Tuskegee Airmen to attend inauguration
The Tuskegee Airmen were little celebrated during or soon after World War II, when the all-black corps of fliers and ground crew served the segregated Army with distinction. But honors have been flowing recently, including a Congressional Gold Medal awarded to the Airmen last year. Now Congress has invited surviving corps members, who trained in Tuskegee, Ala., to attend the inauguration of Barack Obama. Of the original 16,000 Airmen, only 330 are still alive. “I didn’t believe I’d live long enough to see something like this,” said 83-year-old veteran Charles Lane Jr. of Omaha. “I would love to be there.”
Iraqi women dare to drive
Women are getting behind the wheel again in Baghdad. When violence there was soaring, few women dared to drive, fearing attack by Islamic extremists determined to keep them tied to their homes. But prior to the breakdown of order, Iraqi women were long accustomed to driving. Now, local driving schools report an increase in female students, and the Iraqi Automobile and Tourism Association says that most of the 123 people who signed up for driving lessons last month were women. “Even the Iraqi army, when I am at their checkpoints, they encourage me,” said 28-year-old Ashwa Mejid. “They say, ‘You’re a hero! You’re brave!’”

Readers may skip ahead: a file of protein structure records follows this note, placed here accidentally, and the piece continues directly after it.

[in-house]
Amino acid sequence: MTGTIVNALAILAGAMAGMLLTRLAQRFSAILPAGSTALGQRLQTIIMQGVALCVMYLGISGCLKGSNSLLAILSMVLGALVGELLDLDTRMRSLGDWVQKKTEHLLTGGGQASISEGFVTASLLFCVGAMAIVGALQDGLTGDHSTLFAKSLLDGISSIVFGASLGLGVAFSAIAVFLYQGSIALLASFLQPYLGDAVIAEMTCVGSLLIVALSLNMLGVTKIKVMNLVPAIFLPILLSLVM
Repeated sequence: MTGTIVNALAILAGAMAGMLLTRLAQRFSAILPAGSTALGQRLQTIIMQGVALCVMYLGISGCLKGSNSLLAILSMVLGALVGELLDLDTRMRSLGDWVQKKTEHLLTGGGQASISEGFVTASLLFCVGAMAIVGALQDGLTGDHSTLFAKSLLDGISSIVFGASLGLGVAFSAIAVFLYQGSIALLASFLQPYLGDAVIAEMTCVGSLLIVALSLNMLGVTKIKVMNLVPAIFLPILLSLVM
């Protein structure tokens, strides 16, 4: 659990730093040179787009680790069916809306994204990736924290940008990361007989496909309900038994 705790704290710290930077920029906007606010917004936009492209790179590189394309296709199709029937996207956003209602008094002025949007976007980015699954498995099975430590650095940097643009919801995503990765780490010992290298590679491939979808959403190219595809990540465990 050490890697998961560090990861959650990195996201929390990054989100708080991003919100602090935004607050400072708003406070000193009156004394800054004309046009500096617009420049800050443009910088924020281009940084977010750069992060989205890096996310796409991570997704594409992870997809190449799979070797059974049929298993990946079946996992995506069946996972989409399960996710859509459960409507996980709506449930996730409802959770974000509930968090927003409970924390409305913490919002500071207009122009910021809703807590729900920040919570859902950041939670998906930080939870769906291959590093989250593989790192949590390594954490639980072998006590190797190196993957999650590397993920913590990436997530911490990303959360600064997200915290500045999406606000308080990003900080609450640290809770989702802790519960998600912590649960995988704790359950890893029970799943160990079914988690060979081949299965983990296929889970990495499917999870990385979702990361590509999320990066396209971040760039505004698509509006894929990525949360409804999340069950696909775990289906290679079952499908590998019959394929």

Puppies save 3-year-old
A 3-year-old boy who got lost in the Virginia woods was kept from freezing to death by cuddling two puppies through a bitterly cold night. Jaylynn Thorpe of Halifax County wandered away from his baby-sitter just before sundown last Friday. As the temperature dropped to 17 degrees, rescue parties grew frantic. But after 21 hours, a search team found the boy sitting by a tree, with his 12-week-old puppies nestled against him. When Jaylynn was taken to the hospital to be examined, the pups remained on duty, keeping the boy in sight. “I definitely call this a miracle,” said county Sheriff Stanley Noblin.